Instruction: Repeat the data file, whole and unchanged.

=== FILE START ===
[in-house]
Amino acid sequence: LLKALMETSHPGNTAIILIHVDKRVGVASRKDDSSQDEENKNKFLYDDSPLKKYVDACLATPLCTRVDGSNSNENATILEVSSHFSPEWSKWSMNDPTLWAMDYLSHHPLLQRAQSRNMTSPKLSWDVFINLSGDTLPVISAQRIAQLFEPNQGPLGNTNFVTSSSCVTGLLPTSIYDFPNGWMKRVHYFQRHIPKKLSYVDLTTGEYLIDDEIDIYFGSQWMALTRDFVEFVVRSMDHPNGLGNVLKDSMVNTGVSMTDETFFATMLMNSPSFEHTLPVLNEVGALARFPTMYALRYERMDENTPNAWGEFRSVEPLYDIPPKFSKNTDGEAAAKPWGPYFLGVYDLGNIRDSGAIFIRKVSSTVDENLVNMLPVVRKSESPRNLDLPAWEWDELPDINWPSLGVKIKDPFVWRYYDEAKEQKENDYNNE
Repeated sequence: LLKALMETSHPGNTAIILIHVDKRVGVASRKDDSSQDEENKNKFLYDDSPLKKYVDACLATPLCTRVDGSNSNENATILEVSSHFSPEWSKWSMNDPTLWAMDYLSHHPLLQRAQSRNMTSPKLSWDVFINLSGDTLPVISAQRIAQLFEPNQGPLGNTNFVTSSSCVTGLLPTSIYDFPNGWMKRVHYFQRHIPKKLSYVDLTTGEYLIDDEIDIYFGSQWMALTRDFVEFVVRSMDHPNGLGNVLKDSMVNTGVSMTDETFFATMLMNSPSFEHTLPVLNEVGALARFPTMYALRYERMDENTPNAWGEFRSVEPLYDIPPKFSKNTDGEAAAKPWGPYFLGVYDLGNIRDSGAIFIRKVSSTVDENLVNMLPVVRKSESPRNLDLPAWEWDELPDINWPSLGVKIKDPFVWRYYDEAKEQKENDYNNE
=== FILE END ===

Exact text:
[in-house]
Amino acid sequence: LLKALMETSHPGNTAIILIHVDKRVGVASRKDDSSQDEENKNKFLYDDSPLKKYVDACLATPLCTRVDGSNSNENATILEVSSHFSPEWSKWSMNDPTLWAMDYLSHHPLLQRAQSRNMTSPKLSWDVFINLSGDTLPVISAQRIAQLFEPNQGPLGNTNFVTSSSCVTGLLPTSIYDFPNGWMKRVHYFQRHIPKKLSYVDLTTGEYLIDDEIDIYFGSQWMALTRDFVEFVVRSMDHPNGLGNVLKDSMVNTGVSMTDETFFATMLMNSPSFEHTLPVLNEVGALARFPTMYALRYERMDENTPNAWGEFRSVEPLYDIPPKFSKNTDGEAAAKPWGPYFLGVYDLGNIRDSGAIFIRKVSSTVDENLVNMLPVVRKSESPRNLDLPAWEWDELPDINWPSLGVKIKDPFVWRYYDEAKEQKENDYNNE
Repeated sequence: LLKALMETSHPGNTAIILIHVDKRVGVASRKDDSSQDEENKNKFLYDDSPLKKYVDACLATPLCTRVDGSNSNENATILEVSSHFSPEWSKWSMNDPTLWAMDYLSHHPLLQRAQSRNMTSPKLSWDVFINLSGDTLPVISAQRIAQLFEPNQGPLGNTNFVTSSSCVTGLLPTSIYDFPNGWMKRVHYFQRHIPKKLSYVDLTTGEYLIDDEIDIYFGSQWMALTRDFVEFVVRSMDHPNGLGNVLKDSMVNTGVSMTDETFFATMLMNSPSFEHTLPVLNEVGALARFPTMYALRYERMDENTPNAWGEFRSVEPLYDIPPKFSKNTDGEAAAKPWGPYFLGVYDLGNIRDSGAIFIRKVSSTVDENLVNMLPVVRKSESPRNLDLPAWEWDELPDINWPSLGVKIKDPFVWRYYDEAKEQKENDYNNE